Scott County Residents Waiting For Gov to Decide Schools FateBy Paul Boger | Published 11 Feb 2014 08:30am |
Residents of Scott County are waiting on Governor Phil Bryant to decide whether or not to place all schools in the district under state control. MPB's Paul Boger reports safety concerns and allegations of mismanagement have left residents wanting change.
The Mississippi Board of Education has recommended that the Scott County School District be placed under state control after a surprise audit found the district to be in violation of state and federal regulations.
Among the findings, were allegations of an alleged child abuse case that was never reported to state officials, handicapped children being strapped into the buses with ropes, and unqualified people holding administrative positions and uncertified security guards carrying loaded weapons onto school grounds.
Scott County Superintendent Bingham Montcrief told the state board of education that he was working on fixing those problems.
"The audit makes it clear that there are deficiencies and we will not ignore the procedural and safety concerns presented by this audit." said Montcrief. "After receiving the audit finding my staff and I immediately started finding and correcting deficiencies noted."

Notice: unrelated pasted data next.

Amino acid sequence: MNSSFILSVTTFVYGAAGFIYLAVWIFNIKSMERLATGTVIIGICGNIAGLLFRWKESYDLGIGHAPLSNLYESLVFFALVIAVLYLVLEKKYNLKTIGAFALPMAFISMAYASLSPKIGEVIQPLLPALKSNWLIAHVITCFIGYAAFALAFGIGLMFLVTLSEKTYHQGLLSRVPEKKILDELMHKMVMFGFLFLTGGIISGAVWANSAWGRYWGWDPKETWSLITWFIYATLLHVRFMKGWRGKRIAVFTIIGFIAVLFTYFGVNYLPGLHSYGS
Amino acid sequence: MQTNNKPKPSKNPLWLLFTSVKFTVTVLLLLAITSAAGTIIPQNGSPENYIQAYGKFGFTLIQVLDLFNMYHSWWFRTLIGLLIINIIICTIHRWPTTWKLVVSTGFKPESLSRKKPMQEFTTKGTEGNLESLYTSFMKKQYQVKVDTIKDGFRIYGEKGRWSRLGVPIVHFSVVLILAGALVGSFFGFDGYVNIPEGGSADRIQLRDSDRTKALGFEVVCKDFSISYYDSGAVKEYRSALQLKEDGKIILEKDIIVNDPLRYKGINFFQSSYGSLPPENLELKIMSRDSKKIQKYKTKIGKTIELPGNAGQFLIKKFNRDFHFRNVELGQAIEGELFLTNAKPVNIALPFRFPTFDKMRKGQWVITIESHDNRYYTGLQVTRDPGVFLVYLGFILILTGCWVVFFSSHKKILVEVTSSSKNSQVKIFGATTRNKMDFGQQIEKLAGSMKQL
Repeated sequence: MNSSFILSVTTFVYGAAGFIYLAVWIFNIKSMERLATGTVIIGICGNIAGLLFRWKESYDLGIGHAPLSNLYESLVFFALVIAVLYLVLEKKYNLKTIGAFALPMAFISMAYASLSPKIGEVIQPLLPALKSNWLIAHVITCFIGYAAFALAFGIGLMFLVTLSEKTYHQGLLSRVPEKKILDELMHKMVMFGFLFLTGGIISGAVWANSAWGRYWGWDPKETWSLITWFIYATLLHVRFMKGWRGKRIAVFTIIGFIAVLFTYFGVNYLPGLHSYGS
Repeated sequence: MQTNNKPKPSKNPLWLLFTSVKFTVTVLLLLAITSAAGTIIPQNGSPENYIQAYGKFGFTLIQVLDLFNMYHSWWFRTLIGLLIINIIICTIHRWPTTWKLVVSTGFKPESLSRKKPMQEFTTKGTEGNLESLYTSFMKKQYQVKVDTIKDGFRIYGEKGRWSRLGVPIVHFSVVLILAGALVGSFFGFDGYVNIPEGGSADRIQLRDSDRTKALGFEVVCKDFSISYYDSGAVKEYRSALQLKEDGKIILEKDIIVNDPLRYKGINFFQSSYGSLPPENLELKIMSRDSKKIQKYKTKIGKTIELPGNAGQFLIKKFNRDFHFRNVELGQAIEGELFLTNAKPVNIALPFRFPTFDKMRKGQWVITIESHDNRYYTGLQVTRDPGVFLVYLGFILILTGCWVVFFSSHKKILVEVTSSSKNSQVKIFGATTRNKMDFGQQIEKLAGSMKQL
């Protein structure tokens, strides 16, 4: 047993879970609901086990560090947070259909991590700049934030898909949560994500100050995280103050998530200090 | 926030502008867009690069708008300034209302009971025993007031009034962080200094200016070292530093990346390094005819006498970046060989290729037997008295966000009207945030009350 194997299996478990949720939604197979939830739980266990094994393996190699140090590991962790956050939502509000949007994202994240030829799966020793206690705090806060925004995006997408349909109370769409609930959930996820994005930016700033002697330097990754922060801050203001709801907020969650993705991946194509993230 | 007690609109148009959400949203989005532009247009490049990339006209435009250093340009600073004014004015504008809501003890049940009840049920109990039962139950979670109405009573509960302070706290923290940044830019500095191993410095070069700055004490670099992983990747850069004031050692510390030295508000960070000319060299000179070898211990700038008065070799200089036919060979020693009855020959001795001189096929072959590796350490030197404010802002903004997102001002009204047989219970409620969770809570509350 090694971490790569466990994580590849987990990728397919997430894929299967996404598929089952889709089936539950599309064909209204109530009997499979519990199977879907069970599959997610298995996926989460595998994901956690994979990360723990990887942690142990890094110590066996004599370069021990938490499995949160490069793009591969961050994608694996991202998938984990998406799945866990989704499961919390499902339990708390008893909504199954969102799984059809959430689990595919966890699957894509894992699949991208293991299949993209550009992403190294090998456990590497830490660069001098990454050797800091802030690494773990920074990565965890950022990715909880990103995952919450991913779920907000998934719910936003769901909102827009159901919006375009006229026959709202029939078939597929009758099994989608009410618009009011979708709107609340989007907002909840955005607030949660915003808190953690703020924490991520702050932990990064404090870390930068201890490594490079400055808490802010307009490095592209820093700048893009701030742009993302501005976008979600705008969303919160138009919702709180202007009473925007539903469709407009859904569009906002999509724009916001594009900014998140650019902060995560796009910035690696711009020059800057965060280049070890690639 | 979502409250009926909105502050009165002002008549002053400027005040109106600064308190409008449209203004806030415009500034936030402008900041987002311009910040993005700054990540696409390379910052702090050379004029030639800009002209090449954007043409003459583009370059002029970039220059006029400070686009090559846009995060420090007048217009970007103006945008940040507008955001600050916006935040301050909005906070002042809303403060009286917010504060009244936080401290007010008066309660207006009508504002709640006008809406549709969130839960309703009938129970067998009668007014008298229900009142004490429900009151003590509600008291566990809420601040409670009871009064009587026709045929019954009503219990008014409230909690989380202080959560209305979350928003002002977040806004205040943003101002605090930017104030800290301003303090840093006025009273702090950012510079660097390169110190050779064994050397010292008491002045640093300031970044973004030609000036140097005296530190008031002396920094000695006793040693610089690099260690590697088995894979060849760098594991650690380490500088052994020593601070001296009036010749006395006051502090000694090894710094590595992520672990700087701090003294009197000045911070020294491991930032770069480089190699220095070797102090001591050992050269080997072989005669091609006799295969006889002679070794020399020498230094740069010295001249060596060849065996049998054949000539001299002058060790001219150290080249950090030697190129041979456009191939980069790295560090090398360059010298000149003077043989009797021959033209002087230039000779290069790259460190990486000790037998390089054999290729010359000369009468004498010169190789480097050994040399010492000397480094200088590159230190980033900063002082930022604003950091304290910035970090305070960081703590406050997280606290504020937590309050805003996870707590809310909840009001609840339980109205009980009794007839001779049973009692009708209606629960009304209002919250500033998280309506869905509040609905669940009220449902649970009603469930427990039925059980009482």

However, the report also found that Montcrief to be notorious for controlling the district through intimidation. A problem that had grown so bad, members of the board felt that they had no other choice but to ask the state to take over the district.
Carl Dove is the Vice President of the board. He says it has been impossible to work with Montcrief.
"We got a Superintendent that really donesn't want to work with us." said Dove. "He wants to tell you half-truths, half-things, don't tell you all of the information, bring people not qualified and once you vote for them not to get the job he still gives them the job anyway. That's where we're at. It's a battle every time we go to a meeting."
Jeff White has two kids in Scott County schools, he says he wants the state to take over his children's school.
"I think it's a very good idea, because there are non-qualified teachers." said White. "So how are you going to have qualified students graduate into the job world? It's a failing system."
A spokesperson for Governor Phil Bryant says he is reviewing all of the documents related to the school take over and could make a decision sometime this week. If that happens Scott County Schools would become the tenth district to be run by a state conservator.
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